Earlier today The Guardian reported that the secret-sharing app Whisper tracks the location of their anonymous users. The information came to light because the paper was in talks to partner with Whisper. Now Buzzfeed, Whisper's first major media partnership, has been "temporarily" suspended for privacy concerns, according to Digiday. Whisper and its editor-in-chief Neetzan Zimmerman have vigorously denied the allegations.
Former Motionloft CEO Jonathan Mills has pled guilty to two counts of wire fraud. The San Francisco entrepreneur, who raised funding from Mark Cuban, was arrested by the FBI in February. He admitted to spending "substantial amounts" of his victims' money on "vacations and other entertainment," like that time he hired Grammy-award winner Miguel (above) for a private show and numerous trips to Vegas.
Silicon Valley regulars like Google, Facebook, Sheryl Sandberg, Vinod Khosla, Eric Schmidt, Peter Thiel, and a gaggle of venture capital firms have tried to growth hack Ro Khanna into Congress. With polls in a "dead heat," Y Combinator partner Garry Tan decided to make the culture fit argument more explicit, calling Khanna "one of us."
Apple built considerable anticipation for their September media event. They erected a mysterious white building at site where Steve Jobs unveiled the first Macintosh computer in 1984, leading fanboys to feverishly speculate something mind-blowing was inside. It was just a stage to unveil Watch and a bigger iPhone.
Cannes Lions—the Science and Technical Oscars of the French Riviera—can be an embarrassing trip for American tech executives trying to woo advertisers. Not so with Pinterest CEO Ben Silbermann, who managed to reverse "the roles of supplicant and master" because he always knew he wanted to run a profitable business.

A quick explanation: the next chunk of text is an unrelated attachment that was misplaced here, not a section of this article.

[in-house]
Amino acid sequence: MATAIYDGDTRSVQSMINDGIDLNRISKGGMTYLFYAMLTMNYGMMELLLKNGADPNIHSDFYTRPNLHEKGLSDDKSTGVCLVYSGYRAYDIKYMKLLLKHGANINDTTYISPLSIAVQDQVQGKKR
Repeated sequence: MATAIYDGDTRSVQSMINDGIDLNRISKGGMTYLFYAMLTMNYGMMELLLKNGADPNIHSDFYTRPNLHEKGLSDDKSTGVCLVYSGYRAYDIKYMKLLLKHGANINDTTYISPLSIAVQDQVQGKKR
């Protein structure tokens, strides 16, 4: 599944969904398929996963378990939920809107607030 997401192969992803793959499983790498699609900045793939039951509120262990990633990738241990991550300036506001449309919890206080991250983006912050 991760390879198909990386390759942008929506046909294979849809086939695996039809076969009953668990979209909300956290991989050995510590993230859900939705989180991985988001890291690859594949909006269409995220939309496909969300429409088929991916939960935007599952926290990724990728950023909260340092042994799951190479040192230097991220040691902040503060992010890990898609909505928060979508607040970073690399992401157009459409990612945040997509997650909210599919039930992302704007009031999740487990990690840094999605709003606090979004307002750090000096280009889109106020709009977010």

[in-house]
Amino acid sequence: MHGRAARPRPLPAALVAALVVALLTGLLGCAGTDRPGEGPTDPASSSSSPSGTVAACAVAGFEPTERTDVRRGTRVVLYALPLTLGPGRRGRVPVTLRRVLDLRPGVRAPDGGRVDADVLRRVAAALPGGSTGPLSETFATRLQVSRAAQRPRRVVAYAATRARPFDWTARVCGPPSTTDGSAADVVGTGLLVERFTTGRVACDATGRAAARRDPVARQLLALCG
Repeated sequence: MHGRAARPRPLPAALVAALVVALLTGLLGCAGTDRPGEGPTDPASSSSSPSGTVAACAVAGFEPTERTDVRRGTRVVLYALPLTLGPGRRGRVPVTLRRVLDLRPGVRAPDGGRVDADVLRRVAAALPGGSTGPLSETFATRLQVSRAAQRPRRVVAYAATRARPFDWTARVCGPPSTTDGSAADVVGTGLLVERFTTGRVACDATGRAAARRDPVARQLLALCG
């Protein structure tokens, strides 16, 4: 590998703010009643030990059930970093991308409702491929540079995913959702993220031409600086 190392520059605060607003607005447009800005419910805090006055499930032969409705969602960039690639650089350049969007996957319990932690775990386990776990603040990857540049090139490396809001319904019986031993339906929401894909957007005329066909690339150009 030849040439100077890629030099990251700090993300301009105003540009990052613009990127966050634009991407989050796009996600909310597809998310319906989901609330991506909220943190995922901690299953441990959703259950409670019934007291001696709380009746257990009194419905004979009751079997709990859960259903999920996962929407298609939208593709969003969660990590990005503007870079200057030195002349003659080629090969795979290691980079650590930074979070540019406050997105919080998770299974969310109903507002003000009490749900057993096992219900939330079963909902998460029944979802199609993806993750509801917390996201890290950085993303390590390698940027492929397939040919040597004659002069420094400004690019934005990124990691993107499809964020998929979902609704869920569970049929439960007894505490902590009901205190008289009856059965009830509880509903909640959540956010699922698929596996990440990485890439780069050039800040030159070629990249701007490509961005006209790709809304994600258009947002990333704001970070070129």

When San Francisco began considering legalizing Airbnb, the flourishing startup was quick to ingrain itself in the political process. Airbnb's lobbyists secretly helped author favorable legislation, then created an astroturfing organization to strike down the sections they didn't like. And now that the legislation has passed, Airbnb's investors are rewarding their City Hall stooge with a smear campaign against his electoral opponent.
European regulators are once again scrutinizing Google as complaints mount that the search giant is diverting traffic away from competitors in favor of their own services. But Eric Schmidt insists the only ones calling Google a monopoly are jealous haters who want to see the internet go back in time.
The fierce price war between Uber and Lyft hasn't just been squeezing the pockets of drivers. Hailo, an European on-demand car app backed by millions in American venture capital, says frequent price cuts made it "impossible to be profitable." After two years here, the company is pulling its service from all of North America.
Tech corporations have perfected the science of the employee perk: a lavish amenity designed to keep workers in the office and fixated on the job. The recent announcement that Facebook and Apple will pay for female employees to freeze their eggs is perhaps the most fascinating example of what's behind America's unbalanced work-is-life mindset.
When WunWun expanded its Kozmo-like delivery service to San Francisco last month, the startup's CEO Lee Hnetinka bragged to the Chronicle that "companies like Amazon are now obsolete." Maybe the young CEO shouldn't be so quick to diss the thriving retailer—especially since he has a history of hoodwinking customers and running "criminal endeavors."